By prayer we do change reality. God has given us that power. But this power is not available to us until we become more godlike. That is why the prayers of the saints are more effective than our own prayer - because they are more god like than we are. If the power to change the world by our will is in the hands of evil men, they will make the world evil. We have to grow in the capacity for prayer by developing the habits of prayer and loving service.
And our prayers should not be selfish. In prayer the first focus is God. The second focus is other people. Only in the third place should we ask things for ourselves. In the Lord’s Prayer all the first petitions are focused on God - His name, His kingdom, His will. This is the way our prayer should also be. We pray that God’s purposes may be established in the lives of all people, that evil may be banished from the earth, that all men may live together in peace and justice, praising God the centre and source of all good. Even in the prayers that ask for daily food, for forgiveness and for protection from evil, the first person singular (I, me) is not used in the Lord’s Prayer. We ask things for us, for all men.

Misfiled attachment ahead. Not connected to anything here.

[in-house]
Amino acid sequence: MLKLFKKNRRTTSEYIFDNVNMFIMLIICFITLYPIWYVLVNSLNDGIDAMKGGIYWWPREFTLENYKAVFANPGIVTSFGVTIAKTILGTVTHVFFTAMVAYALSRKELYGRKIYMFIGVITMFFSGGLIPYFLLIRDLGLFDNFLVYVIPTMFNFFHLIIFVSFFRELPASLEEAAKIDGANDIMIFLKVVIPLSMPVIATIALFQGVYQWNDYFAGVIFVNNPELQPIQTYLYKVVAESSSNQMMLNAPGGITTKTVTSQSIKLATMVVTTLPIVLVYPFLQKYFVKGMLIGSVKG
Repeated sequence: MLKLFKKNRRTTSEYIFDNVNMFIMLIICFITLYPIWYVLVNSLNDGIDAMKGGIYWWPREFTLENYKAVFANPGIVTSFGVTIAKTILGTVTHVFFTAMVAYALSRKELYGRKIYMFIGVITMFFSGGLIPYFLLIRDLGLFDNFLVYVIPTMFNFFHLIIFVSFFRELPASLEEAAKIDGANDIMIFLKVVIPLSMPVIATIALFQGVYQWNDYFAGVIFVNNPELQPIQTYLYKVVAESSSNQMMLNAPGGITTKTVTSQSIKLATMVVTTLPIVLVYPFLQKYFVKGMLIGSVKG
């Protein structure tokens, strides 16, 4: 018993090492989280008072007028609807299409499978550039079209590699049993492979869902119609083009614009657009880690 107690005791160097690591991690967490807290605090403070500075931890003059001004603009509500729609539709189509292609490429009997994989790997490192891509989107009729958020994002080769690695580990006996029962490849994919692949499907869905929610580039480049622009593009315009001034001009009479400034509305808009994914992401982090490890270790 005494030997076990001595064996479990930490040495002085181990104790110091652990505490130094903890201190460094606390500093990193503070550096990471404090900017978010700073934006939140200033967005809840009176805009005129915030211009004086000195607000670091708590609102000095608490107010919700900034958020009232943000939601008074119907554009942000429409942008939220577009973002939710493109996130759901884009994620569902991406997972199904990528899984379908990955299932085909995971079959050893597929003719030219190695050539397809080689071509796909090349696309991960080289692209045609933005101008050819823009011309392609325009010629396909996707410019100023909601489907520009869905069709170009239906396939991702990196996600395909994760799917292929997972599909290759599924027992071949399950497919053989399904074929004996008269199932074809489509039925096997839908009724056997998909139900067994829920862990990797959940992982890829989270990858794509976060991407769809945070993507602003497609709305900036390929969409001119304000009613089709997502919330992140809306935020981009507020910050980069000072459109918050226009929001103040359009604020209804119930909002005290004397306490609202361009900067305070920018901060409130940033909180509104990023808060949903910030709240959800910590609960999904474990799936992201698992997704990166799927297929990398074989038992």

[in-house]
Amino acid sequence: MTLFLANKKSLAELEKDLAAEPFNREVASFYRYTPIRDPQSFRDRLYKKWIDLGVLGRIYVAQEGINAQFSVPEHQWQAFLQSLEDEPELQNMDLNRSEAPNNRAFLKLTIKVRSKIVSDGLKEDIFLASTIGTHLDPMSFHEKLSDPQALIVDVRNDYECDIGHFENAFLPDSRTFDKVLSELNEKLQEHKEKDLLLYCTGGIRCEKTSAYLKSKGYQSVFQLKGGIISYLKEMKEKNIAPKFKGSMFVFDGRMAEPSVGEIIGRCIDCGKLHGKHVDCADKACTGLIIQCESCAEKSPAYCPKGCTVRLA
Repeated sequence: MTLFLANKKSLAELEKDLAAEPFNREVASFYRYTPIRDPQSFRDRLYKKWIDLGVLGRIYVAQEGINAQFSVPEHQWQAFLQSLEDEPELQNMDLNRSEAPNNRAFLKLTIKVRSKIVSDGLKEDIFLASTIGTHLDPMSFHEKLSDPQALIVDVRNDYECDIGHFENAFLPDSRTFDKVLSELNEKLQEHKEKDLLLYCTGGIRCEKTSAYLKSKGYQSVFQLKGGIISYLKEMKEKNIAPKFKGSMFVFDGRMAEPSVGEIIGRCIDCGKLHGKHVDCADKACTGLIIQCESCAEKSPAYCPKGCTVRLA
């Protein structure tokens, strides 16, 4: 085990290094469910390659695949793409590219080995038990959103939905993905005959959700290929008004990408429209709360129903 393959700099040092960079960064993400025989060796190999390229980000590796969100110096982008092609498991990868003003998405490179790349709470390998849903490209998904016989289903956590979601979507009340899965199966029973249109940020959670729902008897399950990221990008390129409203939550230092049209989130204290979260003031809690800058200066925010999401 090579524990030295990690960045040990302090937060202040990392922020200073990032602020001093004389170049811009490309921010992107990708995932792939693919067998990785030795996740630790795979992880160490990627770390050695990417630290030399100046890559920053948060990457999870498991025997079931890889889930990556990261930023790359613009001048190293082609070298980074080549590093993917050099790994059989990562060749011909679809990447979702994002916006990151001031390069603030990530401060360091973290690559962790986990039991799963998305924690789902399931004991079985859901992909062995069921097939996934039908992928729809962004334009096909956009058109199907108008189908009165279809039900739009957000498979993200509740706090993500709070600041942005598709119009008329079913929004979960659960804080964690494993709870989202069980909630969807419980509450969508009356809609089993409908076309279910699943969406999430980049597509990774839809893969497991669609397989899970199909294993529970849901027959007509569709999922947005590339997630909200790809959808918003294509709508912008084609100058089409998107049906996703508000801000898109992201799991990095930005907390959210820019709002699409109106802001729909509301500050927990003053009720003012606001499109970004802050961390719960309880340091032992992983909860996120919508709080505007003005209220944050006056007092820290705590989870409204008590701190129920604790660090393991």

When we all pray with love and faith, without selfishness or pride, our prayer changes things. God has more laws than the laws of physical science. He can make prayer achieve ‘miracles’ of healing and transformation which cannot be explained by medical science. Our science knows only some of God’s laws. Prayer is also subject to certain laws. It is the same power of God which operates in the scientific realm, and in the realm of prayer.